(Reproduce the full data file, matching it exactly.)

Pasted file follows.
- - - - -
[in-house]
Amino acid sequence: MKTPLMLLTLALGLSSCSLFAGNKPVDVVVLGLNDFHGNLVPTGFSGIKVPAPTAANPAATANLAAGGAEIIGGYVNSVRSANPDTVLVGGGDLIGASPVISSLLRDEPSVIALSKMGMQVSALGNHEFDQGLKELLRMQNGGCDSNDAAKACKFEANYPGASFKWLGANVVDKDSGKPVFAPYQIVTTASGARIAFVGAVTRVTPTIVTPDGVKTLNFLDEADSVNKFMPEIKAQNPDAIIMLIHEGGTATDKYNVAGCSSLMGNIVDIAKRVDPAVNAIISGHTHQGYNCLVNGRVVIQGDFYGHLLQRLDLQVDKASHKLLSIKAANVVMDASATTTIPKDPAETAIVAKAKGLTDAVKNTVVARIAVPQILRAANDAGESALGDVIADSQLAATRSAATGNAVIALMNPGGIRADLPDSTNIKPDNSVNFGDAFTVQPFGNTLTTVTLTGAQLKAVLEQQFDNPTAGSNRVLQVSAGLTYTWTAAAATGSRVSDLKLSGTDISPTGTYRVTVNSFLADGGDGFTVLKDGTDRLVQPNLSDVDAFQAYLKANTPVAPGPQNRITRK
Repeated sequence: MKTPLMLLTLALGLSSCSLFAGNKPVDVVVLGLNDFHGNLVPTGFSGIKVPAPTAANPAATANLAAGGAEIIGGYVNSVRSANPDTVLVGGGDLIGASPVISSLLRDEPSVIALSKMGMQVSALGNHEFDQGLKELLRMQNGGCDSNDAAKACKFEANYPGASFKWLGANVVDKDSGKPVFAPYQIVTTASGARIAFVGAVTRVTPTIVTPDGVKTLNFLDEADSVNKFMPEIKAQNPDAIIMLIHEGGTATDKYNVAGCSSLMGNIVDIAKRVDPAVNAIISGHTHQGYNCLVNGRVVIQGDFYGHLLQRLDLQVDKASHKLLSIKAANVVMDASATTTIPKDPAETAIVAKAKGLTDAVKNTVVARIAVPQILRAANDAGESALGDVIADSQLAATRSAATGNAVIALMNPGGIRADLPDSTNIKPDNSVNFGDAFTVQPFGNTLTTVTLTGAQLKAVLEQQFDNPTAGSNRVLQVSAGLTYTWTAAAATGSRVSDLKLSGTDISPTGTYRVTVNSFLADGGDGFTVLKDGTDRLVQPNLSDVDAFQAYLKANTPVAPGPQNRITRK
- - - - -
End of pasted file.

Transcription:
[in-house]
Amino acid sequence: MKTPLMLLTLALGLSSCSLFAGNKPVDVVVLGLNDFHGNLVPTGFSGIKVPAPTAANPAATANLAAGGAEIIGGYVNSVRSANPDTVLVGGGDLIGASPVISSLLRDEPSVIALSKMGMQVSALGNHEFDQGLKELLRMQNGGCDSNDAAKACKFEANYPGASFKWLGANVVDKDSGKPVFAPYQIVTTASGARIAFVGAVTRVTPTIVTPDGVKTLNFLDEADSVNKFMPEIKAQNPDAIIMLIHEGGTATDKYNVAGCSSLMGNIVDIAKRVDPAVNAIISGHTHQGYNCLVNGRVVIQGDFYGHLLQRLDLQVDKASHKLLSIKAANVVMDASATTTIPKDPAETAIVAKAKGLTDAVKNTVVARIAVPQILRAANDAGESALGDVIADSQLAATRSAATGNAVIALMNPGGIRADLPDSTNIKPDNSVNFGDAFTVQPFGNTLTTVTLTGAQLKAVLEQQFDNPTAGSNRVLQVSAGLTYTWTAAAATGSRVSDLKLSGTDISPTGTYRVTVNSFLADGGDGFTVLKDGTDRLVQPNLSDVDAFQAYLKANTPVAPGPQNRITRK
Repeated sequence: MKTPLMLLTLALGLSSCSLFAGNKPVDVVVLGLNDFHGNLVPTGFSGIKVPAPTAANPAATANLAAGGAEIIGGYVNSVRSANPDTVLVGGGDLIGASPVISSLLRDEPSVIALSKMGMQVSALGNHEFDQGLKELLRMQNGGCDSNDAAKACKFEANYPGASFKWLGANVVDKDSGKPVFAPYQIVTTASGARIAFVGAVTRVTPTIVTPDGVKTLNFLDEADSVNKFMPEIKAQNPDAIIMLIHEGGTATDKYNVAGCSSLMGNIVDIAKRVDPAVNAIISGHTHQGYNCLVNGRVVIQGDFYGHLLQRLDLQVDKASHKLLSIKAANVVMDASATTTIPKDPAETAIVAKAKGLTDAVKNTVVARIAVPQILRAANDAGESALGDVIADSQLAATRSAATGNAVIALMNPGGIRADLPDSTNIKPDNSVNFGDAFTVQPFGNTLTTVTLTGAQLKAVLEQQFDNPTAGSNRVLQVSAGLTYTWTAAAATGSRVSDLKLSGTDISPTGTYRVTVNSFLADGGDGFTVLKDGTDRLVQPNLSDVDAFQAYLKANTPVAPGPQNRITRK